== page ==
Ian Mitchell’s long-term destiny with the Blackhawks could be determined this season. So a significant injury at the very beginning of training camp was the worst possible thing for him.
Unfortunately, that’s exactly what happened.
“It was brutal,” Mitchell said. “All summer you train for [camp], get ready for it. And then you feel like it’s all for naught, because you’re out for an extended period of time and you lose your conditioning.”
The 23-year-old defenseman suffered a tendon injury in his left wrist that ruled him out for an estimated six weeks on Sept. 22, the second day of camp.
It has been six and a half weeks since, and although Mitchell did return to Hawks practices last week wearing a non-contact jersey, he still hasn’t returned to game action. He described the current issue as a “pain tolerance thing,” which is improving.
The injury was identical to the one Caleb Jones suffered near the end of camp last season, which derailed an equally important moment in Jones’ own NHL career.
“It’s not all that uncommon in hockey,” Mitchell said. “You’re using your wrist all the time and [the tendon] pops out. It’s frustrating, but there’s nothing you can really do about it.”
Once he does return to action, Mitchell will face some considerable pressure to quickly take the next step in his career.
He was a favored prospect under ex-general manager Stan Bowman. New GM Kyle Davidson doesn’t have the same preexisting investment in Mitchell, however, and Davidson has also proven eager to move on from many of Bowman’s other failed projects.
Worryingly, 5-11, 175-pound Mitchell falls into a mold of defensemen — undersized puck-movers — that Bowman valued much more highly than Davidson. The Hawks have shifted their focus toward bigger, stronger defensemen since the regime change.
Given that he’ll turn 24 in January, that his entry-level contract will expire next summer and that he has played in just 47 NHL games so far, Mitchell is furthermore on the cusp of falling out of the “prospect” tier and into the “depth defensemen” category. That’s not a good place to be.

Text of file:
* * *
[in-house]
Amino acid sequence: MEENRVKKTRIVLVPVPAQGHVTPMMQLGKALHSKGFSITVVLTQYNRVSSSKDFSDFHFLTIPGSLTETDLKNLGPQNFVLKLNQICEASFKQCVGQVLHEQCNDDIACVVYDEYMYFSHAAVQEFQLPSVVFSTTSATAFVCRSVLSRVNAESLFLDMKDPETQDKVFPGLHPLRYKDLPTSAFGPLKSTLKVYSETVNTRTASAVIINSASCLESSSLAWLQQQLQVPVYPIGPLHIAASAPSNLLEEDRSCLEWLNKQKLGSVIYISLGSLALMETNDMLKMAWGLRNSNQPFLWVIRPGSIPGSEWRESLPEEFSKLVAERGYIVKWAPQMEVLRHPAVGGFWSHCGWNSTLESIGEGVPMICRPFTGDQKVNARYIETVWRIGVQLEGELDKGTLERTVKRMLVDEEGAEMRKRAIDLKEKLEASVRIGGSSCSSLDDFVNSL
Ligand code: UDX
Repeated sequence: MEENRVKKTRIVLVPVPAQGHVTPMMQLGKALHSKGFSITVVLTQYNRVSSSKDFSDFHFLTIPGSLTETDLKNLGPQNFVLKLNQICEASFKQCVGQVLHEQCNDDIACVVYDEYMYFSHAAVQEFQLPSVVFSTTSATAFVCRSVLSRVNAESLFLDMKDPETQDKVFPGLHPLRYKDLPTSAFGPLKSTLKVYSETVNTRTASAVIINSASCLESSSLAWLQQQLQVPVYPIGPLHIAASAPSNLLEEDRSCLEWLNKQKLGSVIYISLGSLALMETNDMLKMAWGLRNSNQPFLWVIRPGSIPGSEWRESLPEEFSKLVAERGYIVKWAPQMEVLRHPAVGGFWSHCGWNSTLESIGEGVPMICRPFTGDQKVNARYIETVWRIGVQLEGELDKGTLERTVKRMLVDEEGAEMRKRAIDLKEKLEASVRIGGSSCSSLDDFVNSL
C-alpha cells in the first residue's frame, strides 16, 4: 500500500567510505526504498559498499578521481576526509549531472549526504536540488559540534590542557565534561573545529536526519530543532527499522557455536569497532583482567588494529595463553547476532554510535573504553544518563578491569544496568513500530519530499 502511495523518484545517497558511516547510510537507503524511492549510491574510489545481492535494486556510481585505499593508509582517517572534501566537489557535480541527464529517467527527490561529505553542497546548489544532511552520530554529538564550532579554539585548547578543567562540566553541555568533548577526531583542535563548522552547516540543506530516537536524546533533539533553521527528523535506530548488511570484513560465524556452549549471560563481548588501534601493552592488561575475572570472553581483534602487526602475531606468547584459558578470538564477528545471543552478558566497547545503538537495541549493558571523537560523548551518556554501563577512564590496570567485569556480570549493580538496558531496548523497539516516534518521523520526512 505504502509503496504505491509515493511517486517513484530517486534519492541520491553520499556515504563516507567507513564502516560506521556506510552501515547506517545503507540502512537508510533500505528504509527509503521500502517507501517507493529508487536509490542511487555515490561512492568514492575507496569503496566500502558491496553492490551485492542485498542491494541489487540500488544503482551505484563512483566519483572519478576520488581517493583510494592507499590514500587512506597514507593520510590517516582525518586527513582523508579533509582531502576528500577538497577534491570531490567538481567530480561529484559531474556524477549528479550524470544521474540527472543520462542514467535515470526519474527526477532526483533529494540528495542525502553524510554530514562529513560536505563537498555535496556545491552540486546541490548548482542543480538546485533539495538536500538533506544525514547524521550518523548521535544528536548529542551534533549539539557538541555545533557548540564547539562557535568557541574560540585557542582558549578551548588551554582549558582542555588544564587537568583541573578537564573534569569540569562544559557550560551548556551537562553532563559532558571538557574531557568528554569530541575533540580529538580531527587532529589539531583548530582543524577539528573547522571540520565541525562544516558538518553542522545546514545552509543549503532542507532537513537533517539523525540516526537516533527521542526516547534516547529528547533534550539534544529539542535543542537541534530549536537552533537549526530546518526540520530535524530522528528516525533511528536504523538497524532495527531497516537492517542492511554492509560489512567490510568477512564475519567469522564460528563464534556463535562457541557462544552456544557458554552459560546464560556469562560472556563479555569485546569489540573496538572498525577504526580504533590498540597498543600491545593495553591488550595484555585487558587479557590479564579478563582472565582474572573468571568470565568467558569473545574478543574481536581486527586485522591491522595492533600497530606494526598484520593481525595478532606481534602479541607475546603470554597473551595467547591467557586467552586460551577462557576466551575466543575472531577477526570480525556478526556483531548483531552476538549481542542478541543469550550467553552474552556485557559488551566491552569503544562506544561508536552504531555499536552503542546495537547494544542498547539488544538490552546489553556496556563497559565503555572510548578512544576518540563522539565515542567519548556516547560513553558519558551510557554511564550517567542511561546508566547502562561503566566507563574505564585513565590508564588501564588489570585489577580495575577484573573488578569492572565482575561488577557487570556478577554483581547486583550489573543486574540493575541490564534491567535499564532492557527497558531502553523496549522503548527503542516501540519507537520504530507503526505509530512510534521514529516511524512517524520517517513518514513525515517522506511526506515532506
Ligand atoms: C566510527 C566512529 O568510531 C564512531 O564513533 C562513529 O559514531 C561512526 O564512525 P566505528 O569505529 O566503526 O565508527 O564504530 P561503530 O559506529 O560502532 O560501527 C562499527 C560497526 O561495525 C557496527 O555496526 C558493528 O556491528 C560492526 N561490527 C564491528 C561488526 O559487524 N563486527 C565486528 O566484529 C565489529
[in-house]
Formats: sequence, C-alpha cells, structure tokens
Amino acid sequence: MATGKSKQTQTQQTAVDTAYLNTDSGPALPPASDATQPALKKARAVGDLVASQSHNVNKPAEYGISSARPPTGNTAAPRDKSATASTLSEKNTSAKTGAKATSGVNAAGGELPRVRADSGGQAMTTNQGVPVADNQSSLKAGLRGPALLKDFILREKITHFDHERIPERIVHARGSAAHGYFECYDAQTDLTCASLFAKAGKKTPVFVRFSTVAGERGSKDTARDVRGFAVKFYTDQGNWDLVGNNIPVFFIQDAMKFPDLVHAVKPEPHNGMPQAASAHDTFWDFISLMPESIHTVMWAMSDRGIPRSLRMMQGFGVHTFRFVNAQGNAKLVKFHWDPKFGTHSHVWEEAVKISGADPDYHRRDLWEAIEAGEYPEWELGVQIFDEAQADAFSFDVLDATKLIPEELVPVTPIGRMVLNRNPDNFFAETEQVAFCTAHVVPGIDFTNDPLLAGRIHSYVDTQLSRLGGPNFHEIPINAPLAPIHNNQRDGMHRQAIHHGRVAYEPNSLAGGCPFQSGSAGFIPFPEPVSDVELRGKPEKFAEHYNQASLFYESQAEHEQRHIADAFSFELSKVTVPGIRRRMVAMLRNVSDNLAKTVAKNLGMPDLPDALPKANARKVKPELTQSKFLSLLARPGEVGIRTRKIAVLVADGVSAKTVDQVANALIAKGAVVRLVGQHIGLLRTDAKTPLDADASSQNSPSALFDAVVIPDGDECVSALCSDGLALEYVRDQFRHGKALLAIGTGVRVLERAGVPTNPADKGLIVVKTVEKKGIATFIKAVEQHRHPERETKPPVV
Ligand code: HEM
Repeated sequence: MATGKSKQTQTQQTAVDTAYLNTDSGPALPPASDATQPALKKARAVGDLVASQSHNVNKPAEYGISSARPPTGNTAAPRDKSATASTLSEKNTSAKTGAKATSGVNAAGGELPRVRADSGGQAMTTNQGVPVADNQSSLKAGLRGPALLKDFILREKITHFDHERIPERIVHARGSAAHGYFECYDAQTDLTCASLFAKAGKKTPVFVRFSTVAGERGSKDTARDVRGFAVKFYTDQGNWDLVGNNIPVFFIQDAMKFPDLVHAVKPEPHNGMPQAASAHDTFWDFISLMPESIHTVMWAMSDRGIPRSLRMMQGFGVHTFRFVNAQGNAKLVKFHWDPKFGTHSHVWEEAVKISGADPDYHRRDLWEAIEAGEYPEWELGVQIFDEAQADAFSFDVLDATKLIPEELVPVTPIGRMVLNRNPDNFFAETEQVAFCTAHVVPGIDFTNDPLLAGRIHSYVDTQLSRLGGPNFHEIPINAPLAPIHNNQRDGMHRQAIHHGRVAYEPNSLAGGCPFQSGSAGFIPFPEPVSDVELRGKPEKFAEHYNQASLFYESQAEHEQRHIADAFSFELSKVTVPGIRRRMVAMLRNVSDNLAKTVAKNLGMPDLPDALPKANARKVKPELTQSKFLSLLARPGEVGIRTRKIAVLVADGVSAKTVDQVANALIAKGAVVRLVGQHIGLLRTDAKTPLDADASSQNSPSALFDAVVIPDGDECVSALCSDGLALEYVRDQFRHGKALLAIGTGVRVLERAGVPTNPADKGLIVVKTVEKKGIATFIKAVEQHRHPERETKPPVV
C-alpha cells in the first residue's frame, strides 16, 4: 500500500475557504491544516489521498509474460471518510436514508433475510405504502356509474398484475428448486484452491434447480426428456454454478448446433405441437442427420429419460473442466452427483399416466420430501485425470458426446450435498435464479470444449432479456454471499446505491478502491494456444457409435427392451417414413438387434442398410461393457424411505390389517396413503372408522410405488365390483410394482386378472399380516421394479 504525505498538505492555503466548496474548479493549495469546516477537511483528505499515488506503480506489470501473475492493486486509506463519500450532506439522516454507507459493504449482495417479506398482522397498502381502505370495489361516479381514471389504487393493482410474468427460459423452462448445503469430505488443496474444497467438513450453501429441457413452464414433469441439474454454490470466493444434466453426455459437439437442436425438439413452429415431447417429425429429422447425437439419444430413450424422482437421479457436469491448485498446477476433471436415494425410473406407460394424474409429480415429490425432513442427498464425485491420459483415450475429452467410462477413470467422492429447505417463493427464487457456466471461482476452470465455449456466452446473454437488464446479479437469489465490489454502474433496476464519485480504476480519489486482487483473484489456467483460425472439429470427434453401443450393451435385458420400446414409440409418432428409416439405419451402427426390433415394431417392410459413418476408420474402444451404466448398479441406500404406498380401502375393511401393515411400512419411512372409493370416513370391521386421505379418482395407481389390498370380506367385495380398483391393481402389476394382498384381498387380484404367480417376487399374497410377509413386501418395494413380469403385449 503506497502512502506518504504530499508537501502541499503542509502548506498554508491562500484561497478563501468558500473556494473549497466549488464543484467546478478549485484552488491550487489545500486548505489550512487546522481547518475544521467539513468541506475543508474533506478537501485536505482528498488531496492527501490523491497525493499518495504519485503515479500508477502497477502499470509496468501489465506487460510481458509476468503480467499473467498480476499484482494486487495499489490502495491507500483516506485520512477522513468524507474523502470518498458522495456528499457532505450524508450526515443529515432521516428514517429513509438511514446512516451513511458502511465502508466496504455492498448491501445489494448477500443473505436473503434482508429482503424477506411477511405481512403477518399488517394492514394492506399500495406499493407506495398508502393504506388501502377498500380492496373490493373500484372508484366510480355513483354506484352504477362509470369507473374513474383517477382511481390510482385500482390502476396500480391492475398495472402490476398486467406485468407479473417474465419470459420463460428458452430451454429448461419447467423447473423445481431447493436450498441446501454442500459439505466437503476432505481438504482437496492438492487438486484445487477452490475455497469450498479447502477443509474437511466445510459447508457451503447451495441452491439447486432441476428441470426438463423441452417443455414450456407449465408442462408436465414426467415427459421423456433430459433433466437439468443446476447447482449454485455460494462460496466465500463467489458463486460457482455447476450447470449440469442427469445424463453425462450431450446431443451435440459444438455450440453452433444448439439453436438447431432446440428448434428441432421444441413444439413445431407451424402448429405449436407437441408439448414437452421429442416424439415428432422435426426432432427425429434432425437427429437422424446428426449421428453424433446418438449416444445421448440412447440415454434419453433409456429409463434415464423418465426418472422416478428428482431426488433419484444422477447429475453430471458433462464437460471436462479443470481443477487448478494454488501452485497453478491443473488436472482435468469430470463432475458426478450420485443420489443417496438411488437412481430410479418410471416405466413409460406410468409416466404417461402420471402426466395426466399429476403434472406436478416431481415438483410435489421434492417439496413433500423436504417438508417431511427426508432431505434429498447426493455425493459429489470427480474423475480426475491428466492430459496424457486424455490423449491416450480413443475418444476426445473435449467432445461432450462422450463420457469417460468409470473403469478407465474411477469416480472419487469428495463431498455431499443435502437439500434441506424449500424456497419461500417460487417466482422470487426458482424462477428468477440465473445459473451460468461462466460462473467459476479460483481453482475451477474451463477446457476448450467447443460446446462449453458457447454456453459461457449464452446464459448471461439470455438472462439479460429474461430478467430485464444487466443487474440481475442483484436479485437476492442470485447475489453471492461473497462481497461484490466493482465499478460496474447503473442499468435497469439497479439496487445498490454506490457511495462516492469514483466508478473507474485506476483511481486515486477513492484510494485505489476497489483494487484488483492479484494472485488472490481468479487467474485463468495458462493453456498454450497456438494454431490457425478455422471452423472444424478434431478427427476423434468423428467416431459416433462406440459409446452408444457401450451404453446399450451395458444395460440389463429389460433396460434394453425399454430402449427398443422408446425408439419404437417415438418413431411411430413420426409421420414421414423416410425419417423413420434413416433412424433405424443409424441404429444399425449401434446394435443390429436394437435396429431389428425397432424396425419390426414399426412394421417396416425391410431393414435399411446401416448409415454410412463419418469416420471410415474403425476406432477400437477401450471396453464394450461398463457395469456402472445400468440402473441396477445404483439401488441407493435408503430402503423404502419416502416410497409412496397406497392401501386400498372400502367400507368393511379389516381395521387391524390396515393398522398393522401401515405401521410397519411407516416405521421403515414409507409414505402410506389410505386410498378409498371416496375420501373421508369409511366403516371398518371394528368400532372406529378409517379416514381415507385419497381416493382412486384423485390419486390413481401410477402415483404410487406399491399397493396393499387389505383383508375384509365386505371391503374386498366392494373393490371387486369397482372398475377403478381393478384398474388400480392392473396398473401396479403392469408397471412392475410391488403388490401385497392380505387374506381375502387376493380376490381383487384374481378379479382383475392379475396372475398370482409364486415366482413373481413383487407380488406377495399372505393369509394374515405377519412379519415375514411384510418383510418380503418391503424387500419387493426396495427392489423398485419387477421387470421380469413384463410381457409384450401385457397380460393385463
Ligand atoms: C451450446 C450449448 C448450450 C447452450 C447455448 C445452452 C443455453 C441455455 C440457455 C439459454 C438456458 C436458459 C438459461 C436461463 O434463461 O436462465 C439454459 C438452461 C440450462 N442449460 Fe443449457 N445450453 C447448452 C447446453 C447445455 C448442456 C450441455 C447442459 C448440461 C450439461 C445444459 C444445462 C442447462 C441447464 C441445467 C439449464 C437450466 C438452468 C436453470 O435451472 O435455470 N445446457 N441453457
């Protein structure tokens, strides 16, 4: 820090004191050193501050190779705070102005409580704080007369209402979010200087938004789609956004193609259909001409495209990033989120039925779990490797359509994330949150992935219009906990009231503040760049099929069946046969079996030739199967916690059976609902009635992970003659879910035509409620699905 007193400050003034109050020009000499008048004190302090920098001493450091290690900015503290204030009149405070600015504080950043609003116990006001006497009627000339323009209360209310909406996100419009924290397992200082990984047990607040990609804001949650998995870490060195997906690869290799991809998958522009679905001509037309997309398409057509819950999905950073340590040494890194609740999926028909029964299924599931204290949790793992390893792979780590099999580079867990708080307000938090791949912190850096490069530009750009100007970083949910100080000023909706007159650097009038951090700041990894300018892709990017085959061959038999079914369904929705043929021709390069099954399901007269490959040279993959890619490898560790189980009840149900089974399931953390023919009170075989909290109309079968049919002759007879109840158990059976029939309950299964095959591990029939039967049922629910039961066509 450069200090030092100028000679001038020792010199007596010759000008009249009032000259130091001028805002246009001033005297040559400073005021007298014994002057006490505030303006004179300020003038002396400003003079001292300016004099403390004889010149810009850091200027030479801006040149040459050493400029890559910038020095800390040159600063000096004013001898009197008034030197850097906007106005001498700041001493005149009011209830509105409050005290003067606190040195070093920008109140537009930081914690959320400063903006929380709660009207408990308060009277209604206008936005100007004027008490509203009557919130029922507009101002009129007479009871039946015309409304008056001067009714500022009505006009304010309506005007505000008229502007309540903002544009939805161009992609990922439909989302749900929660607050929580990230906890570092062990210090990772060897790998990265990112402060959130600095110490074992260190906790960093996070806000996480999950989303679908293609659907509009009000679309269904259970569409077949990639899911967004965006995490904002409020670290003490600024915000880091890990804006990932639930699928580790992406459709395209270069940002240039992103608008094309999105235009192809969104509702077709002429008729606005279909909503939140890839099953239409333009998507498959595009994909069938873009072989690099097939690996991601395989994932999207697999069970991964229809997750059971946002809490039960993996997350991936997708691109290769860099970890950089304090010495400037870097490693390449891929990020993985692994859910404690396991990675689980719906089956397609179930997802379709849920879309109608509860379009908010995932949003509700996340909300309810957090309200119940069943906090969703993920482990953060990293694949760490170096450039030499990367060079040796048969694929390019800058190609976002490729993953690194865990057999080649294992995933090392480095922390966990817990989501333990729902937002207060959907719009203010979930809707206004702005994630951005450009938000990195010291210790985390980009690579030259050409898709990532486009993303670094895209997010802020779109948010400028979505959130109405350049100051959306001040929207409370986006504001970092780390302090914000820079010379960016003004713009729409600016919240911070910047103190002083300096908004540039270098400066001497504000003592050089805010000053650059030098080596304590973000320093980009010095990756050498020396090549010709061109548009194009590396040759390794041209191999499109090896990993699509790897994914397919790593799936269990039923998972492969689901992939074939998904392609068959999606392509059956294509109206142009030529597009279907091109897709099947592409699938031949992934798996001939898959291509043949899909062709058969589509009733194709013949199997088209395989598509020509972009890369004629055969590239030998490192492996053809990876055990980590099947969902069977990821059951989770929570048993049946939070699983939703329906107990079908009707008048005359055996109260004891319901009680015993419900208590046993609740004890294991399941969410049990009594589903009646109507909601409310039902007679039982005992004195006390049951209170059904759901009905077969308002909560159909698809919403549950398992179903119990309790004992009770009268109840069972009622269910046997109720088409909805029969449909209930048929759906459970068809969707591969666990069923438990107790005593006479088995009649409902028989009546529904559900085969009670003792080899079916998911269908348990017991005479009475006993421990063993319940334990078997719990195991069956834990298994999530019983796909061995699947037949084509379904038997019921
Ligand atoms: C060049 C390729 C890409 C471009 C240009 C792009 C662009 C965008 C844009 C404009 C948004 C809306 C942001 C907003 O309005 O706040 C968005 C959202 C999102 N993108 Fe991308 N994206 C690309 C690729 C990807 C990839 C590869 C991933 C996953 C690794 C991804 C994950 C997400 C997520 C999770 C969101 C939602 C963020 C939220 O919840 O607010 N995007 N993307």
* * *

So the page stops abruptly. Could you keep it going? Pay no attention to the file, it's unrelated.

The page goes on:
Mitchell still has the rest of this season to alter his trajectory, though. He believes his experience as Rockford’s heavily relied-upon No. 1 defenseman last season — in addition to his summer work on improving his breakout passes — has him poised to break out this winter.
“Last year in Rockford was really good for me,” he said. “I was playing at a really high level. Just being able to be in one spot throughout the year and grow my game was important for me. … I was able to settle in. I didn’t have to do too much, and I could just play my position and let my skill shine through.”
Hawks coach Luke Richardson said last week he wasn’t sure whether Mitchell, even once medically cleared, would start in the AHL or NHL. His destination will depend on the health of the Hawks’ current “D” core.
But if Mitchell is to remain in Chicago beyond this year, he’ll probably need to fight his way into the NHL sooner rather than later.
“Coming into this year, I’ve had a ton of confidence,” Mitchell said. “My goal [was that] this was my year to make and lock down a roster spot. So my mindset now is that it’s just delayed, and I’m just starting a bit later. I still have a ton of confidence, and I feel like I can help this team.”
Note: The Hawks activated Petr Mrazek (groin) off injured reserve Monday but placed fellow goaltender Alex Stalock (concussion) on injured reserve, retroactive to Nov. 1. The Hawks will likely provide an injury update on Arvid Soderblom on Tuesday, when they’ll resume practicing after taking Sunday and Monday off.